"MR. SCHRUMPF: ... Brenda's lying, Melissa's lying. Before you go back into the jury room to deliberate, of course, Ms. Oubre is going to get a chance to rebut any and all of my arguments because the burden is on her, because the burden of proof beyond a reasonable doubt is so great, she is going to get another attempt to talk to you. Before she does, I want you to remember just recently that men in Texas and Ohio were convicted of rape charges ... MS. OUBRE: ... Objection, Your Honor. THE COURT: Objection sustained. MR. SCHRUMPF: Your Honor, merely an argument ... alluding to other cases. MS. OUBRE: He can only refer to facts that were brought out on this witness stand in this courtroom. THE COURT: Your [sic] objection is sustained, Mr. Schrumpf."

We have previously addressed (in assignment of error number seven) the permissible scope of closing arguments set forth in La.C.Cr.P. Art. 774. The trial judge has been afforded wide discretion in confining those arguments within the proper scope. State v. Toomer, 395 So.2d 1320 (La.1981). Defense counsel's reference to two other rape convictions in Texas and Ohio, unrelated to the facts introduced into evidence, was not within the proper scope of closing argument, and the trial court did not err in sustaining the State's objection to those remarks. See State v. Weathers, 320 So.2d 895 (La.1975). This assignment has an absence of merit.


By this assignment defendant alleges that the State produced insufficient evidence to support the convictions for aggravated rape and attempted aggravated rape. We are required to review this argument under the standard set forth in Jackson v. Virginia, 443 U.S. 307, 99 S.Ct. 2781, 61 L.Ed.2d 560 (1979), notwithstanding our constitutionally limited power of reviewing only questions of law in criminal cases. La. Const. Art. V, § 10.17 See also State v. Gatson, 434 So.2d 1315 (La.App.3rd Cir. 1983) (with special concurrence by the author).

Applying the Jackson standard the Louisiana Supreme Court has held that a

"conviction cannot stand, unless, viewing the evidence in the light most favorable to the prosecution, any rational trier of fact could conclude that the state proved the essential elements of the crime beyond a reasonable doubt. State v. Graham, 422 So.2d 123, 129 (La.1982)."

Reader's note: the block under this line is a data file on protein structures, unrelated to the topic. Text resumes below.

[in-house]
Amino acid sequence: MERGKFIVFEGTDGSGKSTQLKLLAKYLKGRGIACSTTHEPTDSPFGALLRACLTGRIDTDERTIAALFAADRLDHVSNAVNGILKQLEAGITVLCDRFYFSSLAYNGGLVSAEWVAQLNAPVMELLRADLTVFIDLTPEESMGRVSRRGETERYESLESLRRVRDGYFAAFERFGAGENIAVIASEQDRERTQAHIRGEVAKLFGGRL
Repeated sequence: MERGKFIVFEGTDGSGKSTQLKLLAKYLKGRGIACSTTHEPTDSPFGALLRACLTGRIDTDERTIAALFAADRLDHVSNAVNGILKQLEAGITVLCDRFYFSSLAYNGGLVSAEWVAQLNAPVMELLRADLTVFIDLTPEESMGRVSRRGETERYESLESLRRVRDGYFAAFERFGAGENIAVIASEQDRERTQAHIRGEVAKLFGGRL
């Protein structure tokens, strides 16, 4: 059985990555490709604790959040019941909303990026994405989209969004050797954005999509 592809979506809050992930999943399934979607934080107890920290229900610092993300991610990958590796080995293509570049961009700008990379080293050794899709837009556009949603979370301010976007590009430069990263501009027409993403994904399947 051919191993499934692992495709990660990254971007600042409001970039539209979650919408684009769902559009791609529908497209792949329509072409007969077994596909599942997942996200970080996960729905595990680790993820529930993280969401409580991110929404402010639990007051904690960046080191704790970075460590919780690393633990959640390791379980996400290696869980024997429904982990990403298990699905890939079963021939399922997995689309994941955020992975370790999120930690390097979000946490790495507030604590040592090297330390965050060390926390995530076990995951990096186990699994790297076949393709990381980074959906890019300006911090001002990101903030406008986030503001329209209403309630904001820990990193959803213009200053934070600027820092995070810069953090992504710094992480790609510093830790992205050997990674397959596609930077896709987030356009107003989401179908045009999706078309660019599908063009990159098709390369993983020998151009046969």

The crime of aggravated rape is defined in La.R.S. 14:42 as follows:

"Aggravated rape is a rape committed where the anal or vaginal sexual intercourse is deemed to be without lawful consent of the victim because it is committed under any one or more of the following circumstances: (1) Where the victim resists the act to the utmost, but whose resistance is overcome by force; or (2) Where the victim is prevented from resisting the act by threats of great and immediate bodily harm, accompanied by apparent power of execution; or (3) Where the victim is prevented from resisting the act because the offender is armed with a dangerous weapon; or (4) Where the victim is under the age of twelve years. Lack of knowledge of the victim's age shall not be a defense. Whoever commits the crime of aggravated rape shall be punished by life imprisonment at hard labor without benefit of parole, probation, or suspension of sentence."

And rape is defined in La.R.S. 14:41:

"Rape is the act of anal or vaginal sexual intercourse with a male or female person who is not the spouse of the offender, committed without the person's lawful consent. Emission is not necessary; and any sexual penetration, vaginal or anal, however slight is sufficient to complete the crime. For the purposes of this Chapter, a person shall not be considered to be a spouse if a judgment of separation from bed and board has been rendered."